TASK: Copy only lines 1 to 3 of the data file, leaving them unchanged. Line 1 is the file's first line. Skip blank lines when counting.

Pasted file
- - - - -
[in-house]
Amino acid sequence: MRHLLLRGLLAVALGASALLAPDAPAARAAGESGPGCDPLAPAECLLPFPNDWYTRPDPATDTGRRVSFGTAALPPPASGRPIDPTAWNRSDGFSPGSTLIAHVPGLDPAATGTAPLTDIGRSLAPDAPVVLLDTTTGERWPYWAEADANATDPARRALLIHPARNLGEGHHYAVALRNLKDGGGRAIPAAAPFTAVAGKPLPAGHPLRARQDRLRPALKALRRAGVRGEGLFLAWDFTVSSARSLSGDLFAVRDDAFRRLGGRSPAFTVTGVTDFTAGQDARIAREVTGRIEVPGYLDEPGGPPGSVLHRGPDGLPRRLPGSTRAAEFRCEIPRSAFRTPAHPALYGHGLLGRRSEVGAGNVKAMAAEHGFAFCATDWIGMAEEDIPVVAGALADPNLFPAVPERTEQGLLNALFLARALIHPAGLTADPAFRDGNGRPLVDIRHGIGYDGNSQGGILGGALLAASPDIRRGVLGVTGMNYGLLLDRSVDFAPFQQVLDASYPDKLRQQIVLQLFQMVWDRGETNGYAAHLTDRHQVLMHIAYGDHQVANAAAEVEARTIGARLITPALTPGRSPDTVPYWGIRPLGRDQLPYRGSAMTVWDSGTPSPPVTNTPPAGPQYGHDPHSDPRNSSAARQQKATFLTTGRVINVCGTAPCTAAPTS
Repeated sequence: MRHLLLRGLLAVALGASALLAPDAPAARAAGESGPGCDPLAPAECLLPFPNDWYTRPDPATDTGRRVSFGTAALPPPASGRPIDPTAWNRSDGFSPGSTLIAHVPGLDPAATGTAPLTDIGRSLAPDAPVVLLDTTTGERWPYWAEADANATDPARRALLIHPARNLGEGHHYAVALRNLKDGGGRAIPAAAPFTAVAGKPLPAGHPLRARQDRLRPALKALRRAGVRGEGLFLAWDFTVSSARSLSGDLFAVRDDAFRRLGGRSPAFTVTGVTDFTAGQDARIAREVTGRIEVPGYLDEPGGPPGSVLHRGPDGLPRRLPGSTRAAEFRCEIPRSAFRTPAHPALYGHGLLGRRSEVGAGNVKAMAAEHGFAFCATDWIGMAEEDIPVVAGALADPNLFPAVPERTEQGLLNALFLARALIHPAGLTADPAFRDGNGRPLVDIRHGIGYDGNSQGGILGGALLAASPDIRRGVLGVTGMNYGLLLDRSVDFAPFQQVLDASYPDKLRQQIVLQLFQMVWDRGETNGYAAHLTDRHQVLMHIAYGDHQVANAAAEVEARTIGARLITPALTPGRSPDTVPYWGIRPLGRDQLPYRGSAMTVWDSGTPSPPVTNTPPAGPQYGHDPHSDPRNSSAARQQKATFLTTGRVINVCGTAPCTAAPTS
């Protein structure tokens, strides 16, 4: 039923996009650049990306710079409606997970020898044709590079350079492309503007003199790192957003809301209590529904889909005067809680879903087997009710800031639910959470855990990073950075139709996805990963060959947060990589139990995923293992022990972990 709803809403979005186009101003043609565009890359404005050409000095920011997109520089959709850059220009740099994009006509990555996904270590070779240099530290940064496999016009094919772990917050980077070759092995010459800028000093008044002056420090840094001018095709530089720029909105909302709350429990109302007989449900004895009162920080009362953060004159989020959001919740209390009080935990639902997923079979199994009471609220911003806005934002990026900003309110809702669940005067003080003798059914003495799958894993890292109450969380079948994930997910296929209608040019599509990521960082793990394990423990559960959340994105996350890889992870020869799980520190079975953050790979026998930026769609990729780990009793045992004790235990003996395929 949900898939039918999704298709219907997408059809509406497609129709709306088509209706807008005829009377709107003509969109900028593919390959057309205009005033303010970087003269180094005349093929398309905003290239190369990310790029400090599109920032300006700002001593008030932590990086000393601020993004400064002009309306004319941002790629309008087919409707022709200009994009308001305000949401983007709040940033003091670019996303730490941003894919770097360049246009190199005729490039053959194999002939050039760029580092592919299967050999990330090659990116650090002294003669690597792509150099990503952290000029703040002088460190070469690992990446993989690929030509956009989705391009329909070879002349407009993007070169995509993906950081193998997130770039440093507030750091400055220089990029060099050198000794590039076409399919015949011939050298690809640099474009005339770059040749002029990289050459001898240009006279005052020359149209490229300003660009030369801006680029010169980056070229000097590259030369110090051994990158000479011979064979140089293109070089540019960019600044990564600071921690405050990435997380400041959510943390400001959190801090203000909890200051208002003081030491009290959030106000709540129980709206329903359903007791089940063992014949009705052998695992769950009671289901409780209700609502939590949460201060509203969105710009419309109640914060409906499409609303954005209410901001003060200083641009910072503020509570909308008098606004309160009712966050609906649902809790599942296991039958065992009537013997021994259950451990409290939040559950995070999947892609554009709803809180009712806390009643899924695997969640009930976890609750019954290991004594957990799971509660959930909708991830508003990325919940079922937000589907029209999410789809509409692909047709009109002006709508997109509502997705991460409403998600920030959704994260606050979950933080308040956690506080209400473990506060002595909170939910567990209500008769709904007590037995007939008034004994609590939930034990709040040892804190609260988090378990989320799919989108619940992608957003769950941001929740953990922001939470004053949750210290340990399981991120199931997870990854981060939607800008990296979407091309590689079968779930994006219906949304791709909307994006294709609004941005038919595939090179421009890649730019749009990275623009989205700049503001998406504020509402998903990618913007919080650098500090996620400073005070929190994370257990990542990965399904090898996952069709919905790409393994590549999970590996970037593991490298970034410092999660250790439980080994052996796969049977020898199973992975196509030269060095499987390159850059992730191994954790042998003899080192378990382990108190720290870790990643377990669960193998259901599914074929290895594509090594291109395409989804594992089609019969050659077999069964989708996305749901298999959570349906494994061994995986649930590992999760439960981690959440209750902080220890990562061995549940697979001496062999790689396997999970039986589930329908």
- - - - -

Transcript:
[in-house]
Amino acid sequence: MRHLLLRGLLAVALGASALLAPDAPAARAAGESGPGCDPLAPAECLLPFPNDWYTRPDPATDTGRRVSFGTAALPPPASGRPIDPTAWNRSDGFSPGSTLIAHVPGLDPAATGTAPLTDIGRSLAPDAPVVLLDTTTGERWPYWAEADANATDPARRALLIHPARNLGEGHHYAVALRNLKDGGGRAIPAAAPFTAVAGKPLPAGHPLRARQDRLRPALKALRRAGVRGEGLFLAWDFTVSSARSLSGDLFAVRDDAFRRLGGRSPAFTVTGVTDFTAGQDARIAREVTGRIEVPGYLDEPGGPPGSVLHRGPDGLPRRLPGSTRAAEFRCEIPRSAFRTPAHPALYGHGLLGRRSEVGAGNVKAMAAEHGFAFCATDWIGMAEEDIPVVAGALADPNLFPAVPERTEQGLLNALFLARALIHPAGLTADPAFRDGNGRPLVDIRHGIGYDGNSQGGILGGALLAASPDIRRGVLGVTGMNYGLLLDRSVDFAPFQQVLDASYPDKLRQQIVLQLFQMVWDRGETNGYAAHLTDRHQVLMHIAYGDHQVANAAAEVEARTIGARLITPALTPGRSPDTVPYWGIRPLGRDQLPYRGSAMTVWDSGTPSPPVTNTPPAGPQYGHDPHSDPRNSSAARQQKATFLTTGRVINVCGTAPCTAAPTS
Repeated sequence: MRHLLLRGLLAVALGASALLAPDAPAARAAGESGPGCDPLAPAECLLPFPNDWYTRPDPATDTGRRVSFGTAALPPPASGRPIDPTAWNRSDGFSPGSTLIAHVPGLDPAATGTAPLTDIGRSLAPDAPVVLLDTTTGERWPYWAEADANATDPARRALLIHPARNLGEGHHYAVALRNLKDGGGRAIPAAAPFTAVAGKPLPAGHPLRARQDRLRPALKALRRAGVRGEGLFLAWDFTVSSARSLSGDLFAVRDDAFRRLGGRSPAFTVTGVTDFTAGQDARIAREVTGRIEVPGYLDEPGGPPGSVLHRGPDGLPRRLPGSTRAAEFRCEIPRSAFRTPAHPALYGHGLLGRRSEVGAGNVKAMAAEHGFAFCATDWIGMAEEDIPVVAGALADPNLFPAVPERTEQGLLNALFLARALIHPAGLTADPAFRDGNGRPLVDIRHGIGYDGNSQGGILGGALLAASPDIRRGVLGVTGMNYGLLLDRSVDFAPFQQVLDASYPDKLRQQIVLQLFQMVWDRGETNGYAAHLTDRHQVLMHIAYGDHQVANAAAEVEARTIGARLITPALTPGRSPDTVPYWGIRPLGRDQLPYRGSAMTVWDSGTPSPPVTNTPPAGPQYGHDPHSDPRNSSAARQQKATFLTTGRVINVCGTAPCTAAPTS